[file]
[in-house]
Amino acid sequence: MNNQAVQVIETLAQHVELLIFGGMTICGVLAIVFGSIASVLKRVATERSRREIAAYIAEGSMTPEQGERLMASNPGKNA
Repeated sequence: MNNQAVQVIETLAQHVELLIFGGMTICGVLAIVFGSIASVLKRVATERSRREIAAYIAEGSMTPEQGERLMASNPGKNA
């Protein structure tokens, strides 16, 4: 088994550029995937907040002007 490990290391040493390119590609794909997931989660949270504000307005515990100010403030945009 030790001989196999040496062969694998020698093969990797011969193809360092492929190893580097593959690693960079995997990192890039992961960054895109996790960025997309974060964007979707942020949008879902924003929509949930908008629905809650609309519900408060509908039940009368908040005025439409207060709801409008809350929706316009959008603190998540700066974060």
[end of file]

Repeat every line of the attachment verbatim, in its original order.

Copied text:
[in-house]
Amino acid sequence: MNNQAVQVIETLAQHVELLIFGGMTICGVLAIVFGSIASVLKRVATERSRREIAAYIAEGSMTPEQGERLMASNPGKNA
Repeated sequence: MNNQAVQVIETLAQHVELLIFGGMTICGVLAIVFGSIASVLKRVATERSRREIAAYIAEGSMTPEQGERLMASNPGKNA
């Protein structure tokens, strides 16, 4: 088994550029995937907040002007 490990290391040493390119590609794909997931989660949270504000307005515990100010403030945009 030790001989196999040496062969694998020698093969990797011969193809360092492929190893580097593959690693960079995997990192890039992961960054895109996790960025997309974060964007979707942020949008879902924003929509949930908008629905809650609309519900408060509908039940009368908040005025439409207060709801409008809350929706316009959008603190998540700066974060």